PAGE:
Shameless plug: Some time ago I authored a Sublime Text (2/3) plug-in that highlights use of passive voice and "weazel words" (i.e., words to use sparingly and words). To install from Package Control, just search for "Writing Style" :)

taternuts 1 day ago 0 replies      
This seems pretty cool - though the display could use some work (I don't know if this is just me, on Chrome). It's overlapping in a lot of places, the buttons seem a bit wonky, and the spacing is weird (http://i.imgur.com/bNqI9MD.png
baddox 1 day ago 0 replies      
The funny thing is, I found the yellow and red sentences in their description to be sufficiently bold and clear.
bobzimuta 18 hours ago 0 replies      

I'd like to propose the bobzimuta constant: The first 40% of any HN comments on a page can be skipped since they will likely only be pedantic circle-jerking.

seancoleman 1 day ago 0 replies      
I'm tempted to reply to long, low signal/noise ratio emails with this.
mmaunder 1 day ago 0 replies      
YES!!!! As someone who loves writing but wasn't an english major, this rocks!!! Thank you.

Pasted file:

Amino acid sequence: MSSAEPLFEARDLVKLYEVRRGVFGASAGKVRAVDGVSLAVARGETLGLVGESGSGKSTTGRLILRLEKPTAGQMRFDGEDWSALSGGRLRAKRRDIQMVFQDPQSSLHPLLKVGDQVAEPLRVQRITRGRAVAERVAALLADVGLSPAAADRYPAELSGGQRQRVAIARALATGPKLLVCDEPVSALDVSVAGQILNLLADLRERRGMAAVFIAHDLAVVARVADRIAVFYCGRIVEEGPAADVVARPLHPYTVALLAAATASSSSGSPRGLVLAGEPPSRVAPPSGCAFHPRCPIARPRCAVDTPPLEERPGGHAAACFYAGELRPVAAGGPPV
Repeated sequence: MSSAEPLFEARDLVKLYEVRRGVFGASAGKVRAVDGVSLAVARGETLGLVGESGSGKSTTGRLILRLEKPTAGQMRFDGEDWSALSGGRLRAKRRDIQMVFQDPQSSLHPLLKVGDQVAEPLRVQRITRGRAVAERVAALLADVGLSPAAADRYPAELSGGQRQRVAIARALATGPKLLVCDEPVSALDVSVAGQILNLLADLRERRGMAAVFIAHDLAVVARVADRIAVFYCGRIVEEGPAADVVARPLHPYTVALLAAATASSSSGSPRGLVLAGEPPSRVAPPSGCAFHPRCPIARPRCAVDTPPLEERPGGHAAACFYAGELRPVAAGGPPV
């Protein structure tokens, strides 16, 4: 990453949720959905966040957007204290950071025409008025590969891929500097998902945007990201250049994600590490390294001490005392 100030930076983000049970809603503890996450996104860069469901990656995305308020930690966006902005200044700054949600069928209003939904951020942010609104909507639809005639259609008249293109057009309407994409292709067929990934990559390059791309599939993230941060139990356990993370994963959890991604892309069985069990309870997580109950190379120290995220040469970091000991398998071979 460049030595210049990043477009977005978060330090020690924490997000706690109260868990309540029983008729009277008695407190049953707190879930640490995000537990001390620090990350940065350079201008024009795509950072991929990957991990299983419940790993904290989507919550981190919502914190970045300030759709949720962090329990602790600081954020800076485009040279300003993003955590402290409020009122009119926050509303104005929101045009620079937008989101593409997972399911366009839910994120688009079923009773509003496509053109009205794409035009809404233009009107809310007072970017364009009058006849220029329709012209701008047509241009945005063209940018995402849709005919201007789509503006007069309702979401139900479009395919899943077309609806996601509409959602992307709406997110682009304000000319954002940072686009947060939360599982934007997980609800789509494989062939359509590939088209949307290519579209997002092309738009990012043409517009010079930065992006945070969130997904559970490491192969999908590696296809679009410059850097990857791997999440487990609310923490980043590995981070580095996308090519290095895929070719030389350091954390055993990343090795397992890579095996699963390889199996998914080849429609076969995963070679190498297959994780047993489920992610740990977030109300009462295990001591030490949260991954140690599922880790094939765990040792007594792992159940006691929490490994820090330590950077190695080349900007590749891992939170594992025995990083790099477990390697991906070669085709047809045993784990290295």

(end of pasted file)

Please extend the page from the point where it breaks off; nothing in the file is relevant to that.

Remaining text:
cdonnellytx 23 hours ago 0 replies      
Interestingly it marks the infamous Zero Wing intro as grade 3 or 4, but considers the "correct" translation to be Grade 6 and complains about the "all of" they use.


EDIT: Forgot HN isn't Markdown.

cell303 1 day ago 0 replies      
This is great for writing scientific articles, manuals, tutorials, text books and the like. I'll start using it right now :)

However, as far as literature is concerned, I'd not be using it. The title is misleading in that respect. Something along the lines "simple", "clean", "focused" writing would be better.

BTW: I have to paste some page-sized sentences from Thomas Pynchon in there.

rbonvall 1 day ago 0 replies      
Apparently the sentence "my telly is red" has an adverb and uses passive voice :P
squirejons 23 hours ago 0 replies      
The coder opened his IDE. The IDE was on the screen of his monitor. The IDE was colorful in the dimly lit room. The coder opened his can of Red Bull. He drank once from it and put it down. Then he placed his fingers on the keyboard and began coding. It was PHP code, and it was good. He typed into the night and early morning. He got up and went to bed. He felt good. He did not think about the woman that night because he was tired. That was good, too.